said internal combustion engine comprising an engine body, an intake line for forming a combustible mixture introduced into the engine body, an accelerator pedal having an operating relationship with the throttle means for controlling the degree of the opening of the throttle means, first throttle means for throttling the intake line for controlling an amount of combustible mixture introduced into the engine in accordance with a degree of depression of the accelerator pedal, and an exhaust line for removing a resultant exhaust gas from the engine body;

means for detecting a slip at said driving wheel when the vehicle is accelerated;

second throttle means for throttling the intake line for controlling an amount of the combustible mixture introduced into the engine, regardless of the degree of the depression of the accelerator pedal, when an acceleration slip is detected, for reducing the amount of the air-fuel mixture introduced into the engine in such a manner that the slip is controlled;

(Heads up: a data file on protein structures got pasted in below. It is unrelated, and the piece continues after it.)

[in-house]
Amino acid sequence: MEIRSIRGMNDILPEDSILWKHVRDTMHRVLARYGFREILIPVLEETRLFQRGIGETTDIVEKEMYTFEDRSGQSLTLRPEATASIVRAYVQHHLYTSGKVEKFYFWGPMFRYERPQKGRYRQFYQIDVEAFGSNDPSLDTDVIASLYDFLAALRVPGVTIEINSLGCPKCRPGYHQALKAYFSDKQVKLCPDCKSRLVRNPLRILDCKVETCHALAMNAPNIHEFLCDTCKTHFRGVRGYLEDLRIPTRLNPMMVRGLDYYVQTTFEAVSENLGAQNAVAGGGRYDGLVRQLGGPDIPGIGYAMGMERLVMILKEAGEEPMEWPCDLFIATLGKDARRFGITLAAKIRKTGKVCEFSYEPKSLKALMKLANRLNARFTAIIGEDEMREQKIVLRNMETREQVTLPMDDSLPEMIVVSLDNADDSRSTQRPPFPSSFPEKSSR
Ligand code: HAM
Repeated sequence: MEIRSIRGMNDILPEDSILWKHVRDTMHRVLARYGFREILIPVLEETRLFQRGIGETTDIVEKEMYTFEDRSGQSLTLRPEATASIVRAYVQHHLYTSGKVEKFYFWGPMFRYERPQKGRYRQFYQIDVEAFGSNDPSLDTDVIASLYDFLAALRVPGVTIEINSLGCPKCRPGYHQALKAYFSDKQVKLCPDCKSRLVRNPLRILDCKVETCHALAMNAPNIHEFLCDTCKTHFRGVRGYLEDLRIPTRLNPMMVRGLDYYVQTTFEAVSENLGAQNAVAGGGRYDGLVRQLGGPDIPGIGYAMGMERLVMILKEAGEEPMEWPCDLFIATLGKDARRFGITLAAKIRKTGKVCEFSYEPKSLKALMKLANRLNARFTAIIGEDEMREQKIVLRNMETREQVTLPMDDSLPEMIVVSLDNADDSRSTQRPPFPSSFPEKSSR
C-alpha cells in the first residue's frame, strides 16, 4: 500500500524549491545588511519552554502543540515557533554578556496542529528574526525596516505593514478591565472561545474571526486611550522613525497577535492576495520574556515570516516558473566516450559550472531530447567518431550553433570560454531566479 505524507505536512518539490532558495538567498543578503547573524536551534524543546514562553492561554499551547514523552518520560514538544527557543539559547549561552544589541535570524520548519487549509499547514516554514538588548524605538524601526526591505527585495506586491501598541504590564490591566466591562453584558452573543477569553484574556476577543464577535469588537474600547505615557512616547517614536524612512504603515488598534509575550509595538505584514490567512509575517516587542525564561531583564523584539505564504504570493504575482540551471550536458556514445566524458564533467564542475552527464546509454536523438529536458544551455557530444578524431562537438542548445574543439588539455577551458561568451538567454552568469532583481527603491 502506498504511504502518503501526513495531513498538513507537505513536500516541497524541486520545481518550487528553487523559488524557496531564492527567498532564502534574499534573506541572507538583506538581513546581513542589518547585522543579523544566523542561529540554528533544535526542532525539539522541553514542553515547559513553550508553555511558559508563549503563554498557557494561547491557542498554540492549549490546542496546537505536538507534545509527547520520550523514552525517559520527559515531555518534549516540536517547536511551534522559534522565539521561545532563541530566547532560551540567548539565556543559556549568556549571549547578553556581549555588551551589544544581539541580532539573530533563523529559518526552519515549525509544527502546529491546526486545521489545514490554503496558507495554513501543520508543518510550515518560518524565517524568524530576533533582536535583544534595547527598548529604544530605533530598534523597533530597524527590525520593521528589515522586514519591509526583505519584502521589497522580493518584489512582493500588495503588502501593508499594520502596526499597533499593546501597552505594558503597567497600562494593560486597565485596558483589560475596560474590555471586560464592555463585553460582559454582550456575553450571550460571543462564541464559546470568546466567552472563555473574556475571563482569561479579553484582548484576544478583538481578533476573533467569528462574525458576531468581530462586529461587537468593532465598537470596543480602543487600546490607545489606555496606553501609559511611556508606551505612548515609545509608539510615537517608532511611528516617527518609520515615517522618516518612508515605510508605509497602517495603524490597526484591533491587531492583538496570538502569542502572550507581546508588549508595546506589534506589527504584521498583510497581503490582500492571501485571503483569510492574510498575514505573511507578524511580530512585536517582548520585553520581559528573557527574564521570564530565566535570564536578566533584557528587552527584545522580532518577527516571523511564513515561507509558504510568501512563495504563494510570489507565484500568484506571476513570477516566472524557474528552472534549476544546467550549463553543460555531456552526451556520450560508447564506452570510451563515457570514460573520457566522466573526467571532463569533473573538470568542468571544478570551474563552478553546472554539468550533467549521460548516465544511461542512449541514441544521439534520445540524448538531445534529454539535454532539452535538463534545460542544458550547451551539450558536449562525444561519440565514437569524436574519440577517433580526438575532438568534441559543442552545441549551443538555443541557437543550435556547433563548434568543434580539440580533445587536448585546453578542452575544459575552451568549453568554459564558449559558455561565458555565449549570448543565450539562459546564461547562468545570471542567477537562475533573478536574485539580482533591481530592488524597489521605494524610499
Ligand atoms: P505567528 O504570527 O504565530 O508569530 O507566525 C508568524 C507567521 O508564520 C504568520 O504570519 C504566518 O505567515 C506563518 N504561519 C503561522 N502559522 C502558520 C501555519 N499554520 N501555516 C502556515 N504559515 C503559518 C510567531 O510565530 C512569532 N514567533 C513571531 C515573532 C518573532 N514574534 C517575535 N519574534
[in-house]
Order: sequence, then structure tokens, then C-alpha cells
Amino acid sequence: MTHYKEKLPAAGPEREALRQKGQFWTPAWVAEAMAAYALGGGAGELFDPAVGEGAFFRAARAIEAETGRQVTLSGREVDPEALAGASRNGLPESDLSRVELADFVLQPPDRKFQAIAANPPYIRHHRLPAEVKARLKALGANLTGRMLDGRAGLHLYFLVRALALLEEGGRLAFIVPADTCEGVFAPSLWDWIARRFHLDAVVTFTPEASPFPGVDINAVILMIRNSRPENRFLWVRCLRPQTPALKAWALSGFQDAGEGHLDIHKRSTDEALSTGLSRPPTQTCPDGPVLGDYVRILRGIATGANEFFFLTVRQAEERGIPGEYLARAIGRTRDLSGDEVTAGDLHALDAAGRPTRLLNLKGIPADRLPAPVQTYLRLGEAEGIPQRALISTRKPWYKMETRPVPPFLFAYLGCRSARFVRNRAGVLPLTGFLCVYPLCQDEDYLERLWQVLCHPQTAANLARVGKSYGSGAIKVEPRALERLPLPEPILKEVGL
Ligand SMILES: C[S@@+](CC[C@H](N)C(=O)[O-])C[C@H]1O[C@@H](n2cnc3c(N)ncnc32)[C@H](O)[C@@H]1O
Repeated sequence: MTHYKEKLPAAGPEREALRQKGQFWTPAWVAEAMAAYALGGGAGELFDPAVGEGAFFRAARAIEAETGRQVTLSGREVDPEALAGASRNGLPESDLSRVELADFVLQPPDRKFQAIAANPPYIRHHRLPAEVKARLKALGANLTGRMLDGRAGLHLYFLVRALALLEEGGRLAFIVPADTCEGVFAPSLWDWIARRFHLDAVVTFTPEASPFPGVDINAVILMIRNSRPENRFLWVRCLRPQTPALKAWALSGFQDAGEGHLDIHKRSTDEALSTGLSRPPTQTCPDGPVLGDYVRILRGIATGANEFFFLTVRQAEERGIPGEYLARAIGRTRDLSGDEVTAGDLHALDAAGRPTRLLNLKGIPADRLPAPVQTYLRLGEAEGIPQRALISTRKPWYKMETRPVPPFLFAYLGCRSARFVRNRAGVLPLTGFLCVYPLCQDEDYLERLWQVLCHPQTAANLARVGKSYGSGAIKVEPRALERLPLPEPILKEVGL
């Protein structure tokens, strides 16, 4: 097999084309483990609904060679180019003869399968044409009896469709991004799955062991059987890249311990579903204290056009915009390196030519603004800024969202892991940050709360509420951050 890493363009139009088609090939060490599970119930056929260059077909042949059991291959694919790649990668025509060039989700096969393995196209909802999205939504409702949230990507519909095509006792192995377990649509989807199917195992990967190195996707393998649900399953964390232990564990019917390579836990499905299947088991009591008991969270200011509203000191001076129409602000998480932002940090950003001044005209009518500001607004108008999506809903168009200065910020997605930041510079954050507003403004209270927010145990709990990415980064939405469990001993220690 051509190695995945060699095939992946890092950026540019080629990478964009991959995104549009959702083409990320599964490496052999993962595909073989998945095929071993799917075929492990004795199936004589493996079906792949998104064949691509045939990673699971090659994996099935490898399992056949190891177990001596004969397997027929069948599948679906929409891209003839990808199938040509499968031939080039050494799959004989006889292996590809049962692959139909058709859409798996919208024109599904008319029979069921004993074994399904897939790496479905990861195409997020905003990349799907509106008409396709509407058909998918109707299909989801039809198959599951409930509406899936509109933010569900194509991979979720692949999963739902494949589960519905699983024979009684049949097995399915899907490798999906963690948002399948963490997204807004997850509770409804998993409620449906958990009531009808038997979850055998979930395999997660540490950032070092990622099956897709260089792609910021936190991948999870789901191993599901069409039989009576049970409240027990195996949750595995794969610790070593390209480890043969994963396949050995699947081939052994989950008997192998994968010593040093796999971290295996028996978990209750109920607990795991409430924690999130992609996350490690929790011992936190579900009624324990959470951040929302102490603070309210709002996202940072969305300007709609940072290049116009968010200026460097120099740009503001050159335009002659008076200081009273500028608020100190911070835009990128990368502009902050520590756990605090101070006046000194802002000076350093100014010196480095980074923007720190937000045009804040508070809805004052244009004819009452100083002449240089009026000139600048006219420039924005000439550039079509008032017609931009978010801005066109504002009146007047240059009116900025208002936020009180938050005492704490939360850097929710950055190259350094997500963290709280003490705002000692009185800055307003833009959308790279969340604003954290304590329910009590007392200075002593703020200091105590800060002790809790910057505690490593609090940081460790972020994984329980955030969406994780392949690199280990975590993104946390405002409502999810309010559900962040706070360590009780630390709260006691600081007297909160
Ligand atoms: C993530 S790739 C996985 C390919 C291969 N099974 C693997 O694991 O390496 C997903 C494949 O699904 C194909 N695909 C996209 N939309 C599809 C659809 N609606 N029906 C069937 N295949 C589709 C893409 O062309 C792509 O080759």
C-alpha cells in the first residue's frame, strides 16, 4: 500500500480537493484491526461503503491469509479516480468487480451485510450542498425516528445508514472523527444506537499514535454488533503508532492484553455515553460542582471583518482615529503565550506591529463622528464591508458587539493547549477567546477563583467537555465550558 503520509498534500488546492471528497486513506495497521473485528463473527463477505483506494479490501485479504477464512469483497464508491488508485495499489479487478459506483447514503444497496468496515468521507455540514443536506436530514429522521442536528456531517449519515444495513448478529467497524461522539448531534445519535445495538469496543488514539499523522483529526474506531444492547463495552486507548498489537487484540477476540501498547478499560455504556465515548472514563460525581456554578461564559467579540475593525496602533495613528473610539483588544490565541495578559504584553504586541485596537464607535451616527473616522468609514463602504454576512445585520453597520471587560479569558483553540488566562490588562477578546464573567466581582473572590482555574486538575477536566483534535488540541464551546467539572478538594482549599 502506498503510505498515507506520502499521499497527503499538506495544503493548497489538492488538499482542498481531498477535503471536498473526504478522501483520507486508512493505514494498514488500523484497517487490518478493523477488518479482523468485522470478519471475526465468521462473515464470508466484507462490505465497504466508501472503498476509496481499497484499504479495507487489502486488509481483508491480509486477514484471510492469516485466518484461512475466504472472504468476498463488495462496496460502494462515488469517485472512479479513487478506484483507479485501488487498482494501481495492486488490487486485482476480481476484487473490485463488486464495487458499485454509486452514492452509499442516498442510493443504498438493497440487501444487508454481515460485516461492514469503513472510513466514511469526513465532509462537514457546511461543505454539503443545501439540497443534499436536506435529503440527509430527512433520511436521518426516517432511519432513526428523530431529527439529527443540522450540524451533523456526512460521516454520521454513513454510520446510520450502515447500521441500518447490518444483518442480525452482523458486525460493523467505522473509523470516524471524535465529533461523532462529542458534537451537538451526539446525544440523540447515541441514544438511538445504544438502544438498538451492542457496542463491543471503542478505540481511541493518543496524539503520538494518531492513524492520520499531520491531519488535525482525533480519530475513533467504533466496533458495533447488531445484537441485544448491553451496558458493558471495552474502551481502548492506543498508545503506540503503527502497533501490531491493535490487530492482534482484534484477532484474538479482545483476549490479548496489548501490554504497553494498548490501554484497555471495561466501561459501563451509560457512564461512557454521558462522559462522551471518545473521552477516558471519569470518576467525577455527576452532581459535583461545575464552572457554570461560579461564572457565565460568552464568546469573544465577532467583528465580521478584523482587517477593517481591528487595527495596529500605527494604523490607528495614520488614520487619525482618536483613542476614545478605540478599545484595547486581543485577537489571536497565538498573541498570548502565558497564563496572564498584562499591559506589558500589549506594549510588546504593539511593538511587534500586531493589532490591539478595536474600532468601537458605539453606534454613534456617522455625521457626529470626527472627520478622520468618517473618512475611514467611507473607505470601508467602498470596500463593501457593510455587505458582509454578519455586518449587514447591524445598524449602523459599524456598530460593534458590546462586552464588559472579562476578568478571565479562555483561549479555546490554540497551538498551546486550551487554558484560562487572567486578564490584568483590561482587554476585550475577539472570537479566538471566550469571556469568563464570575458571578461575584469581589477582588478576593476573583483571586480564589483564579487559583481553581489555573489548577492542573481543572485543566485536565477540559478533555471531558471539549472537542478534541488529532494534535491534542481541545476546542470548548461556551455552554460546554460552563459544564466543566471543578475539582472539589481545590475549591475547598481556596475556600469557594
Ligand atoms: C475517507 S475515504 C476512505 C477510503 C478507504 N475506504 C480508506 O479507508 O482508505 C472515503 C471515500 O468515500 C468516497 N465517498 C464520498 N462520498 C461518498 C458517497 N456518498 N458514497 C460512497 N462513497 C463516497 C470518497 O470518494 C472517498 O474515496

a slip prediction means for detecting a state wherein a slip at the driving wheels is likely to occur, from a running condition of the vehicle;

means for detecting an engine parameter related to the engine torque, and;

standby means for closing the second throttle means to a degree of opening corresponding to said detected engine parameter, prior to the occurrence of a predicted slip.

BRIEF DESCRIPTION OF THE DRAWINGS

FIG. 1 schematically illustrates a vehicle provided with a slip control system according to the present invention;